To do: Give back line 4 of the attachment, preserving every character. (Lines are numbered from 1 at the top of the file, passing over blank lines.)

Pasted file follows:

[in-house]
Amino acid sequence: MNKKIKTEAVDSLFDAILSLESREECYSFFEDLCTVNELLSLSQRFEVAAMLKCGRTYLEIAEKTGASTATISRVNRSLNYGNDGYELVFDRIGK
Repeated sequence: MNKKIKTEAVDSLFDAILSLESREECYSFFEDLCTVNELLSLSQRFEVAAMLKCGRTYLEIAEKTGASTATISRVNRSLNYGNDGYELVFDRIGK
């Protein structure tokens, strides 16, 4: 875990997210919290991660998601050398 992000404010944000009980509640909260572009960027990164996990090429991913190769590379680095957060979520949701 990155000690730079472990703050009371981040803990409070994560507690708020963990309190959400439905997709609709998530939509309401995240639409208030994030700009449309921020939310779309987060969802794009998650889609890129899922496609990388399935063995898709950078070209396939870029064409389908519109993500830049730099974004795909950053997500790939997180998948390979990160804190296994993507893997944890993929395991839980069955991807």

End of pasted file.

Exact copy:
């Protein structure tokens, strides 16, 4: 875990997210919290991660998601050398 992000404010944000009980509640909260572009960027990164996990090429991913190769590379680095957060979520949701 990155000690730079472990703050009371981040803990409070994560507690708020963990309190959400439905997709609709998530939509309401995240639409208030994030700009449309921020939310779309987060969802794009998650889609890129899922496609990388399935063995898709950078070209396939870029064409389908519109993500830049730099974004795909950053997500790939997180998948390979990160804190296994993507893997944890993929395991839980069955991807």